About the Family Law Week blog

The Family Law Week Blog is a companion site to Family Law Week. It complements the news, cases and articles published on Family Law Week with additional comment and coverage of the wider aspects of family law.

The Blog is edited by Jacqui Gilliatt, of 4 Brick Court and Lucy Reed, of St Johns Chambers.

Tuesday, 3 April 2012

Unreasonable behaviour vs No-fault divorce: Guest Post by Peter Burgess of Withers

Today's Guest Post is by Peter Burgess of Withers LLP.

An article appears in the Daily Mail last week about a Wife whose case went to the Court of Appeal. Apparently she was arguing that her husband should never have been "allowed" to divorce her because the grounds were so "trivial".

The article tells of how she had broken down in tears in Court when she described the particulars of his unreasonable behaviour petition as "normal squabbling between a husband and wife". According to the piece, the Court of Appeal , though sympathetic, did not allow her appeal. Thorpe LJ said that although the marriage could not be saved he felt "the sadness of the wife’s position and her complete inability to accept what has happened to her."
As practitioners, we often come across situations where one client wants a divorce and the other does not feel ready to let go of the relationship. In those circumstances, it is only right that the person who feels the marriage has irretrievably broken down has the right to bring it to an end.
Having explained to many clients over the years that if they have not been separated for two years and both parties have been faithful, they need to be prepared to cite some aspects of the other party's behaviour, I am very familiar with the appellant in this case's emotional reaction to the particulars cited by the husband.
The current practice among family lawyers for making unreasonable behaviour particulars as anodyne as possible is the next best thing to the no fault divorce system contained within the Family Law Act 1996 which was never brought into force. It is a compromise position; a practical means of mitigating the animosity when marriages come to an end within the Matrimonial Causes Act 1973. This case does show, however, the pitfalls operating a no fault system within a 40 year old legislative framework and the difficulties for lay clients trying to grasp the finer points of the system. For a system that is meant to help parties move on, reflecting on the wreckage of a broken relationship by picking out the aspects that are least offensive (but still offensive enough) seems an odd starting point.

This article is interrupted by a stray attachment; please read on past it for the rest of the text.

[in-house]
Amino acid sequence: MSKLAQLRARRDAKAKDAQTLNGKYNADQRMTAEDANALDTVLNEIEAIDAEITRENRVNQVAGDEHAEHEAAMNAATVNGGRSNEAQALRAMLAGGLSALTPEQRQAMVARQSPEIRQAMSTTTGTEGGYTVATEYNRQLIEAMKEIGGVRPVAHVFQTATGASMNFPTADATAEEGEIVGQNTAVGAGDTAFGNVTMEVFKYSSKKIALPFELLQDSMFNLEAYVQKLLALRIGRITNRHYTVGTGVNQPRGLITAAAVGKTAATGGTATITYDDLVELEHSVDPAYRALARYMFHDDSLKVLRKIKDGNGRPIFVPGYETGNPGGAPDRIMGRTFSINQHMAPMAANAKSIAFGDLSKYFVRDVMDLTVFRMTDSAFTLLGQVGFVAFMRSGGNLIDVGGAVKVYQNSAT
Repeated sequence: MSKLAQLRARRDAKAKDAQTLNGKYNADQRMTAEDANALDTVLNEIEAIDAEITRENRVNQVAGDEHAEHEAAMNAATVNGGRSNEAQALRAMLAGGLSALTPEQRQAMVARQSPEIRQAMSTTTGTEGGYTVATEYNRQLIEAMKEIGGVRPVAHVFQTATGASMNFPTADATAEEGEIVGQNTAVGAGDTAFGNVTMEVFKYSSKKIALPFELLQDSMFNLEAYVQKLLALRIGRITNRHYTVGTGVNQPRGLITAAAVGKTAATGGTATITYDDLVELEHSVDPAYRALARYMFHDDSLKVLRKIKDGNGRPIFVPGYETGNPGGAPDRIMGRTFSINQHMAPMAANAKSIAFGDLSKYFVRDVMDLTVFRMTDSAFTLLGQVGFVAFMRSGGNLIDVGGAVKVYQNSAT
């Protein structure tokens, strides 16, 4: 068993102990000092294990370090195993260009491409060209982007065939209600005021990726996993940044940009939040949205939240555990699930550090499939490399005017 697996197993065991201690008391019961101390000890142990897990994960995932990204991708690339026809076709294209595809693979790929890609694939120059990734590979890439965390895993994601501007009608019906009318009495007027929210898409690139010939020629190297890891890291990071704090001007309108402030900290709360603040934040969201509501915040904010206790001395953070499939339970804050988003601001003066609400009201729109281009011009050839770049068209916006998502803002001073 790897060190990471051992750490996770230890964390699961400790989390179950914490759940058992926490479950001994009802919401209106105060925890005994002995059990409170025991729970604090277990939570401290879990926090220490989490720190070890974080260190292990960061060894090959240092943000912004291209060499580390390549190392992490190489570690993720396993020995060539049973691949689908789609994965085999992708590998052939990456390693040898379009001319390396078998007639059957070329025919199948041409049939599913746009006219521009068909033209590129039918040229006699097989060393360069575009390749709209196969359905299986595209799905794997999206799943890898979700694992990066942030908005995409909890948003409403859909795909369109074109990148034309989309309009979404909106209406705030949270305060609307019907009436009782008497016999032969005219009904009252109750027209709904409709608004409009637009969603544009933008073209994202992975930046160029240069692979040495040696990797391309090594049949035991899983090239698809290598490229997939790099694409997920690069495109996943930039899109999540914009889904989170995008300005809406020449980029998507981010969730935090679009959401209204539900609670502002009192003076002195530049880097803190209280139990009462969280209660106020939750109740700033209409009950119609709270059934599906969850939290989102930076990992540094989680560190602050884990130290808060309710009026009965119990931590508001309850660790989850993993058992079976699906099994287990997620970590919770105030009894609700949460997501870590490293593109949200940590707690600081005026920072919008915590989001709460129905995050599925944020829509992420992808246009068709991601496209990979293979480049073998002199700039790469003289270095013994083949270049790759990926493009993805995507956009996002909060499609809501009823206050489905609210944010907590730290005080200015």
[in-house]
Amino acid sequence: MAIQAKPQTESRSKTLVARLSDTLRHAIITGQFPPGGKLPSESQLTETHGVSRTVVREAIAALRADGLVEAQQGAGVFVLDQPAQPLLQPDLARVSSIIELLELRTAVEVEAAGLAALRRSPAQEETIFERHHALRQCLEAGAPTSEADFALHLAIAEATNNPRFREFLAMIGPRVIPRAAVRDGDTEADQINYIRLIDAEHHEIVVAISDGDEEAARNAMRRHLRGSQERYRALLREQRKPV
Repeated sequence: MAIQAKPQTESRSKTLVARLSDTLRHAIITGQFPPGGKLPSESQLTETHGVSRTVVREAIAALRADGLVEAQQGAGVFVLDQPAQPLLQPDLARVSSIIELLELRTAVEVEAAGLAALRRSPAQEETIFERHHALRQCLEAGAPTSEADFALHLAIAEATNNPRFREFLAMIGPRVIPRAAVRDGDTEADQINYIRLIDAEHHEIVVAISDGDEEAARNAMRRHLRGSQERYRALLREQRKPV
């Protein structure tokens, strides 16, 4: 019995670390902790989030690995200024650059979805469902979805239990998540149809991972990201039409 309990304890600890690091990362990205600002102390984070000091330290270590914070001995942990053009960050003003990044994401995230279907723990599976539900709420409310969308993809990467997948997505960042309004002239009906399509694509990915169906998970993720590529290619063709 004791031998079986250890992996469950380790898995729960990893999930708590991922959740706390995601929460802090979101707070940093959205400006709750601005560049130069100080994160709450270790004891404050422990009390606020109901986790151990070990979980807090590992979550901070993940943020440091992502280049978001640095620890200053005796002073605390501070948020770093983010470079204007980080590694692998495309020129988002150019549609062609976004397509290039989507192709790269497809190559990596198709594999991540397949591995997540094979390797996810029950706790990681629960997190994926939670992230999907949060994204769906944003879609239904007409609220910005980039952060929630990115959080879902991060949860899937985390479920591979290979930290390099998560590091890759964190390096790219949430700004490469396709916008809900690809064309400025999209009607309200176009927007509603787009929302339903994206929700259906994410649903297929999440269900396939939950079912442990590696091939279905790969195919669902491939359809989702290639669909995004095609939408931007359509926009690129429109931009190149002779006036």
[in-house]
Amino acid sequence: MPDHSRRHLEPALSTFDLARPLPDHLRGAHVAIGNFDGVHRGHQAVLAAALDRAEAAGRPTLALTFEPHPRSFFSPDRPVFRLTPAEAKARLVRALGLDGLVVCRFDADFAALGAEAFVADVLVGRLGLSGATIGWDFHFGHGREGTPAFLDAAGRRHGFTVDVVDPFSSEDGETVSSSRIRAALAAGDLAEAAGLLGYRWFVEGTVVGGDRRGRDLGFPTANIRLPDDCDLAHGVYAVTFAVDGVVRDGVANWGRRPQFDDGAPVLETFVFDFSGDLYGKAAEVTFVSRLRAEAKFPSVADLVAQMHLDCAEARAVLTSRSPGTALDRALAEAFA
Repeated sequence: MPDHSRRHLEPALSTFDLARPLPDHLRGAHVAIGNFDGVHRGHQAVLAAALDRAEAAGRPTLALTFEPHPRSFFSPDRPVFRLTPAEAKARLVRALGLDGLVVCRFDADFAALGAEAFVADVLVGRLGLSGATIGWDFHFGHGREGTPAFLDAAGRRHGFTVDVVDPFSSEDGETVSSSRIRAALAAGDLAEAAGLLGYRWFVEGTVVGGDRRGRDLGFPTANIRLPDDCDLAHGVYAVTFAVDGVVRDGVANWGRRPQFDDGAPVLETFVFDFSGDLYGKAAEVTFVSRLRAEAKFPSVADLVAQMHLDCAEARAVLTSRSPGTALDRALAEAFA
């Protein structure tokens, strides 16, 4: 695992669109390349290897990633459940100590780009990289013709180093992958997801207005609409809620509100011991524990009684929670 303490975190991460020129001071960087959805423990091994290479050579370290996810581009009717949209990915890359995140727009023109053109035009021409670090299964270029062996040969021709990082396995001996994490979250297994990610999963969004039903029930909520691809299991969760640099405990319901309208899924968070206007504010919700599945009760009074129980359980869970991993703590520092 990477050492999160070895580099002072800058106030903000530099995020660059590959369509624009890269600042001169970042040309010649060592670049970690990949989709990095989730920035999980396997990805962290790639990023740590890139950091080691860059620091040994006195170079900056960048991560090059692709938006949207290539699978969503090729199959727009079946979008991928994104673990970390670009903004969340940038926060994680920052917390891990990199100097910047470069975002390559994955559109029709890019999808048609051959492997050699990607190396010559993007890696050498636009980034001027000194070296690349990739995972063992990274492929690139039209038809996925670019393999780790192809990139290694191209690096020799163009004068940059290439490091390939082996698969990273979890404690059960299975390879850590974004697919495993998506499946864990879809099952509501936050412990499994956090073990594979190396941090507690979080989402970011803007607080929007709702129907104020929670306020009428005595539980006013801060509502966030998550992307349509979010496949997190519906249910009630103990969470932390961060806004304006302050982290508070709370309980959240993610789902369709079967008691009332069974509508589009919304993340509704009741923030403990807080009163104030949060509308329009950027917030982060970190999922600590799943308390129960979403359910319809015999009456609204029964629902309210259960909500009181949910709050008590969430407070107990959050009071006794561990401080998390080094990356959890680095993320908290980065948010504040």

The current system defies logic. On the one hand, if one client is not ready to accept the end of the relationship, then citing their behaviour (however anodyne) is only going to rub salt in the wound, inflame tensions and lead to an escalation of ill-feeling. I have sat with many clients who feel guilty that they have come to the end of the road before their partner has got there. We then ask them to point the finger at the other party to achieve the finality they seek.
On the other hand, if both spouses are agreed that the relationship has come to an end, there equally seems little point doing what one High Court Judge memorably described (in the context of financial provision on divorce) as "rummaging in the attic of the marriage".
Clients are always amazed to hear that the reasons for the breakdown of the marriage and one party's behaviour towards the other has a negligible impact on the division of finances. Contrary to popular belief, bringing into force new legislation will therefore not mean more gold-diggers are allowed to swindle their rich spouses because it is easier to get a divorce. The current system would allow them to cite anodyne particulars in any event to pursue their financial claims on divorce.
Although it is often found within the factual evidence in disputes between parents, spouses' behaviour towards each other has no place in law in children proceedings, where the child's welfare is the court's paramount consideration. The reasons for the marriage breaking down will usually have no bearing on decisions over contact and residence.
Why then, is there a need for particulars of behaviour to be cited in a petition? It has no relevance to anything. Behaviour petitions are a "means to an end" and that is the advice that clients are receiving every day on the ground. The lady in the Daily Mail case is right, in the sense that we ask clients routinely to escalate what could, in one marriage, be perceived as normal behaviour between two spouses instead of allowing spouses to simply accept that sometimes relationships do not work and that neither party is to blame.
Furthermore, at a time when the Family Justice System is under intolerable strain and where both judicial time and time spent by court staff is at an absolute premium, a more straightforward system which recognised in legislation the position on the ground would have practical benefits as well. The case for removing divorce from the court system was well put by the President of the Division himself last Saturday at the Resolution National Conference when he said:-

"At the moment, it seems to me we have a system – so far as divorce itself is concerned – which is in fact administrative, but which masquerades as judicial. No doubt this has its roots in history. In the 19th century, and for much of the 20th, divorce was a matter of social status. It mattered whether you were divorced or not, and if you were, it was important to demonstrate that you were the innocent party. All that, I think, has gone. Defended divorces are now effectively unheard of."

California paved the way with the introduction of no fault divorce in the Sixties.  It is the norm throughout much of the developed world.  Perhaps it is time that we moved into the 21st Century in this regard?

From: Jacqui Gilliatt [mailto:jacquigilliatt@blueyonder.co.uk]

No comments: